Dedicated to Nigeria's socio-political issues
October 3, 2007 - December 2, 2007
Dying For Nigeria
culled from VANGUARD, March 12, 2006
President Olusegun Obasanjo has again reiterated his wish to die for Nigeria.
He has often made these statements as a way of emphasizing his deep love and commitment to this country called Nigeria, which some have now started to call by its proper reference, the “Nigger Area.” Every once in a while, the president makes this commitment to offer the highest sacrifice for Nigeria, and has even, on some occasions, berated those who are unwilling to take that plunge, and insinuating that anyone who is not willing to die for Nigeria is unworthy of her. Some of us say, indeed, that we are not willing to die for Obasanjo’s Nigeria because it is not our Nigeria.
This Nigeria is unworthy of our numerous talents. On the other hand, we also say Obasanjo could die for his Nigeria, why not? There are very many who have never benefited from their association – willing or forced – with Nigeria, who have died for it. Poor soldiers deployed to ECOMOG, for instance, who were buried with ignominy at the cantonment in Lagos. It happened in this country. But here is the point, Olusegun Obasanjo can die for Nigeria because he is a beneficiary of what has become Nigeria; he is among less than the one per cent who have every reason to defend Nigeria, champion its pork barrel ethic, and when the occasion arises, possibly pay the ultimate price. Why not? The path seemed fortuitous: enrolling late in school, Obasanjo from what we now know did not leave Baptist Boys High Abeokuta as a teenager. He was not a stripling lad. He was already a rotund man who had, according to him, thought of being a mechanic, or then a teacher, and wanted desperately to attend the University College, Ibadan, the place where the best and brightest in Nigeria attended in 1958.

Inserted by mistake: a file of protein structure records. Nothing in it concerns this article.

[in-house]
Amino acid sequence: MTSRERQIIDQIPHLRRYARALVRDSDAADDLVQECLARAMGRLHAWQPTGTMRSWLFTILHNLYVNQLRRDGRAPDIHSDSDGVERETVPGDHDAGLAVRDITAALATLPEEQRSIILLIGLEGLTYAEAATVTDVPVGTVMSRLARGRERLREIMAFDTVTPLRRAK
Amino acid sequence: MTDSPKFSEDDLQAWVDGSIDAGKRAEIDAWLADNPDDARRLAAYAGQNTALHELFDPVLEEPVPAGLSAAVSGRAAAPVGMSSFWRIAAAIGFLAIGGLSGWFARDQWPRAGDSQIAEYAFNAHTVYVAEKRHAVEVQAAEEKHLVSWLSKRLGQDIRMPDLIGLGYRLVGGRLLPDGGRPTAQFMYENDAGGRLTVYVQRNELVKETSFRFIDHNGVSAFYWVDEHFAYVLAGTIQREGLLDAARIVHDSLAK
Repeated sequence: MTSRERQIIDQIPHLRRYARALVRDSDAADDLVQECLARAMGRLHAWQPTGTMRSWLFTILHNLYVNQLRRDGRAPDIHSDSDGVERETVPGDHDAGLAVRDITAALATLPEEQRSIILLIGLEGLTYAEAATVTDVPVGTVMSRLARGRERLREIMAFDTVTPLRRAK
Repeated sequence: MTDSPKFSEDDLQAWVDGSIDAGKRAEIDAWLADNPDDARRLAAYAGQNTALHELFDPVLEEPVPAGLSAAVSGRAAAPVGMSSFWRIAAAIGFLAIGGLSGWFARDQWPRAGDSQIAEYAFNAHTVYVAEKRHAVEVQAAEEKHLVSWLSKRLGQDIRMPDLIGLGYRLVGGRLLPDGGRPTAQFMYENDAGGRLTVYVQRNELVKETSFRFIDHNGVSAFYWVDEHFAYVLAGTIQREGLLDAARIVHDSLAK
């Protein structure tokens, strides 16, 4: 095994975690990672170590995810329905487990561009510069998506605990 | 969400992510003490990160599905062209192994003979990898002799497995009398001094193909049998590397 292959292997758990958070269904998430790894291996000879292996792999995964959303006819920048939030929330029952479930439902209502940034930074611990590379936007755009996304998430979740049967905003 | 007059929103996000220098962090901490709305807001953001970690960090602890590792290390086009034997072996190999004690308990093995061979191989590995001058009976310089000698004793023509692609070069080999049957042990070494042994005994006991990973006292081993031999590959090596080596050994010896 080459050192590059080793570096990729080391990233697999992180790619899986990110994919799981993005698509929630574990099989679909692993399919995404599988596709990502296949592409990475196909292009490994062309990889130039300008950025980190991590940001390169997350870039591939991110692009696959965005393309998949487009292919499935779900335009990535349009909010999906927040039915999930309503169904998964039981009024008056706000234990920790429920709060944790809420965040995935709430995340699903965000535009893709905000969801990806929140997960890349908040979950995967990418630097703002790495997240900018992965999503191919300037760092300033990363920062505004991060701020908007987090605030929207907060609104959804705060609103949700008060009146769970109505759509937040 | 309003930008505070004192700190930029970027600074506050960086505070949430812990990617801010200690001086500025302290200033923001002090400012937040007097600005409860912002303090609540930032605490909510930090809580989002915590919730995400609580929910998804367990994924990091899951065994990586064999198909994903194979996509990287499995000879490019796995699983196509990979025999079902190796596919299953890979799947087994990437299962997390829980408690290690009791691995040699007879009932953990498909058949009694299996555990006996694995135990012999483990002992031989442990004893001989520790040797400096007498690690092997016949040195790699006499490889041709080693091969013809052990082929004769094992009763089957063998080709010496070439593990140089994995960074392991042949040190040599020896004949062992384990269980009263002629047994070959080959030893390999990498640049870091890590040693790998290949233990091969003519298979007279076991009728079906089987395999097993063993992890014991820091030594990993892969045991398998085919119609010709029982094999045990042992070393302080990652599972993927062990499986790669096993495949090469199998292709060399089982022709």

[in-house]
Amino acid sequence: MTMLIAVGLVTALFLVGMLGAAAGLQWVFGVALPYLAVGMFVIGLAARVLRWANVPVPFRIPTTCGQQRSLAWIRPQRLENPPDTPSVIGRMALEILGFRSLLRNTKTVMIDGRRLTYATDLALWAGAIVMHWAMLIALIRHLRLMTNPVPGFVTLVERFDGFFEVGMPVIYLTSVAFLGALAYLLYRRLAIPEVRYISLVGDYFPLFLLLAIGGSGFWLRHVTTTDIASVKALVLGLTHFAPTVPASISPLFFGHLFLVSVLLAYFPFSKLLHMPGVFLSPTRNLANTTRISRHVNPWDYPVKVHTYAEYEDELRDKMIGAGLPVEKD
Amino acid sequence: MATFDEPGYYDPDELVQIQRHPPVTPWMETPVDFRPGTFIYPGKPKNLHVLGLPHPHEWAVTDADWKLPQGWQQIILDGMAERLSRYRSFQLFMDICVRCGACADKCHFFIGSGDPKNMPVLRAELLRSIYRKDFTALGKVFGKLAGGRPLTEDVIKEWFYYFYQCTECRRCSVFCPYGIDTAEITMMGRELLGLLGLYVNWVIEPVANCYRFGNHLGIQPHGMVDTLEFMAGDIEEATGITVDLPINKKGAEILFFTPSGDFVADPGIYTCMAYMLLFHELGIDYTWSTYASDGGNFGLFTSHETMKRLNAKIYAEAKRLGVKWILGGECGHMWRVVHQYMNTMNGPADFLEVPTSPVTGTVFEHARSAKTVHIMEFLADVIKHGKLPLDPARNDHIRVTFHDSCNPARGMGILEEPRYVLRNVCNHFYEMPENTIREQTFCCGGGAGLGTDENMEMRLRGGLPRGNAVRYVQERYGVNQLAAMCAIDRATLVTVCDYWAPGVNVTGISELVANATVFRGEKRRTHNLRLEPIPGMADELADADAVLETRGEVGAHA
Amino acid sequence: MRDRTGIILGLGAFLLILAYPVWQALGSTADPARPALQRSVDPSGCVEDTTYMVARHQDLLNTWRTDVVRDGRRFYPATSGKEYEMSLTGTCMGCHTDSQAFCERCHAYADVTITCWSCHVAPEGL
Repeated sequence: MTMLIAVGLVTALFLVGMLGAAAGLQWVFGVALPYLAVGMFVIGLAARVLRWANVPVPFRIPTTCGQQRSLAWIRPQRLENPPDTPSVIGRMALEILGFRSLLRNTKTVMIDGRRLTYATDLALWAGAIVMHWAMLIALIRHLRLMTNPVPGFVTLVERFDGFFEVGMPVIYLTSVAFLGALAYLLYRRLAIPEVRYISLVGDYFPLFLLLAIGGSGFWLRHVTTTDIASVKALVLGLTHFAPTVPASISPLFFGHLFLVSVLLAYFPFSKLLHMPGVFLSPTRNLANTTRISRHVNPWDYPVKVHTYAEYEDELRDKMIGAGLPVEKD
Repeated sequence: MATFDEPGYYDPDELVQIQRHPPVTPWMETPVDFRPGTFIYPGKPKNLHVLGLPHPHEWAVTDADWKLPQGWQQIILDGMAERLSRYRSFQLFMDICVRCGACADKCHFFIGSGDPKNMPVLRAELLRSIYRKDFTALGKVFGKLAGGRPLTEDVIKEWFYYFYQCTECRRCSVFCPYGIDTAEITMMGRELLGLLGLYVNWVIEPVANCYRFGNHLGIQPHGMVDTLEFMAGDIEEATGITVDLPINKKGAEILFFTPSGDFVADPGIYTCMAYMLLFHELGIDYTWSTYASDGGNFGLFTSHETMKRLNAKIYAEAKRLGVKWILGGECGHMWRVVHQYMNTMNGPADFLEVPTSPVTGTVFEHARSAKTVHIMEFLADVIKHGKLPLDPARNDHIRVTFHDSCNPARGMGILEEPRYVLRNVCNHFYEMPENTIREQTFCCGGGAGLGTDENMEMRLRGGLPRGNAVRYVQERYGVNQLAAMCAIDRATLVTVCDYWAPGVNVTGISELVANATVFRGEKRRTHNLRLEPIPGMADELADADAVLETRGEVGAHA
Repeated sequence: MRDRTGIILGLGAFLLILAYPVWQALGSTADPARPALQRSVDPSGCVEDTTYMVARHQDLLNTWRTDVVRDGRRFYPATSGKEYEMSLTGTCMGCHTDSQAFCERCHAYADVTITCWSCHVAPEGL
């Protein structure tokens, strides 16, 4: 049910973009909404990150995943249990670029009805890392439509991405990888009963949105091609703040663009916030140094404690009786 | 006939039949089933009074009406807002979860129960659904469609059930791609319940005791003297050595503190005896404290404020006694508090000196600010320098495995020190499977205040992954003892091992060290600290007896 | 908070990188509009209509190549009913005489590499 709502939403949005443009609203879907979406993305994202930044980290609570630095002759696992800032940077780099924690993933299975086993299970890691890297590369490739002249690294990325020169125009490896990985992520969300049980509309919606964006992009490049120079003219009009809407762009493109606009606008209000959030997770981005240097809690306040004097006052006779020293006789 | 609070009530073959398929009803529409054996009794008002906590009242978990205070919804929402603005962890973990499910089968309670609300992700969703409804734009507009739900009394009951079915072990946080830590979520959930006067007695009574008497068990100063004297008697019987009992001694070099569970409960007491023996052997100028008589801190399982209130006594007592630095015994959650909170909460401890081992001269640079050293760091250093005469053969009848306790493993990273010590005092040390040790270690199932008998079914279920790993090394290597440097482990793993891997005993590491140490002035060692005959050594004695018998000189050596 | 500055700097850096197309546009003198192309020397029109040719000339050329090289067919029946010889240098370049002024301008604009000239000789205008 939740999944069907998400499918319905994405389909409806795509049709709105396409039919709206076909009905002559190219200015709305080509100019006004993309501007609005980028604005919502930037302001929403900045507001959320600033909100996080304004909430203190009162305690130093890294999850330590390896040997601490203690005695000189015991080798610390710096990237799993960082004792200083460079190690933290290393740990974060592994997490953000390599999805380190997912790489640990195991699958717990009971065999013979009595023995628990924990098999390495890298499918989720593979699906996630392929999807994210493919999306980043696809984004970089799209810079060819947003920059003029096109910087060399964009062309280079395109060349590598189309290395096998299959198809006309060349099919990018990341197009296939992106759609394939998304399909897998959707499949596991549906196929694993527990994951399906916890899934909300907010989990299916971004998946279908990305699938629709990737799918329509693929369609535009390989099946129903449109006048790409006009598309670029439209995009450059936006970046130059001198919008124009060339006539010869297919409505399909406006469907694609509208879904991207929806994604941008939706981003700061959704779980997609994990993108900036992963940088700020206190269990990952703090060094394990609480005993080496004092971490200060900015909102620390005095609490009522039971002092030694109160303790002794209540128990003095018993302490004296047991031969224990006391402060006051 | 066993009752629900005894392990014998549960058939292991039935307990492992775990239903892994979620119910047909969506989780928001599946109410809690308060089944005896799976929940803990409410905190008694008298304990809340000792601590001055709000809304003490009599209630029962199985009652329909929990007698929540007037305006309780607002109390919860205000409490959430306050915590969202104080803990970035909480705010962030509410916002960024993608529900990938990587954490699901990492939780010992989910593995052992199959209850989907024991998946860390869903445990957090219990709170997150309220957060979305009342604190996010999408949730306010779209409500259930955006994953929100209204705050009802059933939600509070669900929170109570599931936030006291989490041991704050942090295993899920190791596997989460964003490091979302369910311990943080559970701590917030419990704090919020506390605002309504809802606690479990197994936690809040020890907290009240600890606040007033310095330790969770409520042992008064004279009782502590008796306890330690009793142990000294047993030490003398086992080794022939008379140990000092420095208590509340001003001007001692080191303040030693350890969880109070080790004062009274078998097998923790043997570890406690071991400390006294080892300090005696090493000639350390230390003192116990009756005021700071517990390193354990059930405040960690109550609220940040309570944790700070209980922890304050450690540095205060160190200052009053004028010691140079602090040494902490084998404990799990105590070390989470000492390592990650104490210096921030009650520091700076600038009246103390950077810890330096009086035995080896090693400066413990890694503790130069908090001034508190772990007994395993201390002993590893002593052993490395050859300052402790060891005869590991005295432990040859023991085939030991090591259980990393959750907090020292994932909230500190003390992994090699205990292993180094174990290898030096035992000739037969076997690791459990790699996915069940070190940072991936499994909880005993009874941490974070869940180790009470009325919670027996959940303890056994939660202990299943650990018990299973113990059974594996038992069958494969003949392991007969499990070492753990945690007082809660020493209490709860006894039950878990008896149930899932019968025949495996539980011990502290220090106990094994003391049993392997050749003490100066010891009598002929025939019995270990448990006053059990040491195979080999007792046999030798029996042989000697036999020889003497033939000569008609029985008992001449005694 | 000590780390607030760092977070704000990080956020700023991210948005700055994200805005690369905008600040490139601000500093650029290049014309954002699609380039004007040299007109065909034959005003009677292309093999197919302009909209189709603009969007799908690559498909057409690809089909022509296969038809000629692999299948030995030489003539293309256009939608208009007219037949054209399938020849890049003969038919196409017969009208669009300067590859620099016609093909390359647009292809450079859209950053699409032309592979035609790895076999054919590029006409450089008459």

But fate intervened; he was given the opportunity to get into the colonial Army. Even there, he attended Mons, not the elite Sandhurst which is where the boys from the Government Colleges who wanted careers as military officers went.
In his class at Mons, people like Benjamin Adekunle and Humphrey Chukwuka cut the strip to go on to Sandhurst after the training at Mons, but Obasanjo did not make it; he was commissioned into the Engineering corp. He did not go to Camberly or to Canada or the United States where the officers who came up to mark were sent for further training; he was sent to India.
By 1967, Obasanjo’s luck changed; he was commanding the Battalion at Ibadan when Victor Banjo’s Army swept through the Midwest from Onitsha, on its way to Ibadan and Lagos, and in spite of Henry Igboba’s insistence, stopped in Benin, and began to establish intricate communications with Awolowo, elements of the so-called “third force” and certain key Yoruba officers preparatory to entering Lagos and Ibadan. Wole Soyinka’s brief account of this in The Man Died is inconclusive, but hints at some actions by Obasanjo, the man who was at the Ibadan end. For some inexplicable reason, Victor Banjo began withdrawing his troops, and wasted enough time to allow the federal forces to muster a counter-attack that routed the Biafran Army from Ore and the Midwest.